Patients’ CT and MRI scan results can be easily changed by hackers, thereby deceiving radiologists and Artificial Intelligence (AI) algorithms that diagnose malignant tumours, Israeli researchers have warned.
The researchers from the Ben-Gurion University (BGU) showed that hackers could access to add or remove medical conditions from lung cancer scans for the purposes of insurance fraud, ransom and even murder, Xinhua news agency reported.
As part of the attack, the hacker has full control over the number, size and location of the cancers while preserving the anatomy from the original, full resolution three-dimensional (3D) image.
To prove the feasibility of the attacks, the researchers broke with permission into an actual hospital network to intercept all CT (computed tomography) scans.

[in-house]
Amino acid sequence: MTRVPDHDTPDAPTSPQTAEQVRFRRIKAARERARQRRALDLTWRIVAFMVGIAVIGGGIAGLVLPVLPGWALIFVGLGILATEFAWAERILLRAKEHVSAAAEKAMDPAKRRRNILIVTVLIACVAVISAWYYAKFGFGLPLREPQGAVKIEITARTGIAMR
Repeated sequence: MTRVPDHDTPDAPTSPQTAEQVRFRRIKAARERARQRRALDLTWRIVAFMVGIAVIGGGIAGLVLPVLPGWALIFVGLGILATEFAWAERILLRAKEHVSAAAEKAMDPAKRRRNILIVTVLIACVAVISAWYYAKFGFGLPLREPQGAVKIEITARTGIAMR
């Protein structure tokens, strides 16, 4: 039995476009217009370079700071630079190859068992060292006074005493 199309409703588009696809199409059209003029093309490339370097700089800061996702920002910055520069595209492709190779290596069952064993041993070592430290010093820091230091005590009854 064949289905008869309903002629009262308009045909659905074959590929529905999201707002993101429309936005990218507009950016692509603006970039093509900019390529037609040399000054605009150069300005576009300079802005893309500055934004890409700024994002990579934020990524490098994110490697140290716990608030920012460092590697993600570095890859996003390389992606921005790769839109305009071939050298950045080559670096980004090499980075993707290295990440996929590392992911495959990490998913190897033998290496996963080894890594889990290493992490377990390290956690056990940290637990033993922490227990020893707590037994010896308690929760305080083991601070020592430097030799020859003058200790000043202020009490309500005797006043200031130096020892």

Although the hospital internal network is not connected to the internet, hackers can access it via the hospital’s WiFi or physical access to the infrastructure, the researchers said.
To inject and remove medical conditions, the researchers used a deep learning neural network called a generative adversarial network (GAN), which has been used in the past to generate realistic imagery, such as portraits of non-existent people.
After the “attack” the radiologists at the hospital misdiagnozed 99 per cent of the scans showing malignant tumours, and 94 per cent of altered images with cancerous images removed.
After the radiologists were informed about the attack, they still misdiagnozed 60 per cent of altered scans falsely showing tumours and 87 per cent of those falsely showing no sign of tumour, the report showed.
The researchers suggested several solutions, such as enabling encryption between the hosts in the hospital’s radiology network, digital signatures with a secure mark on each scan or hidden digital watermarks.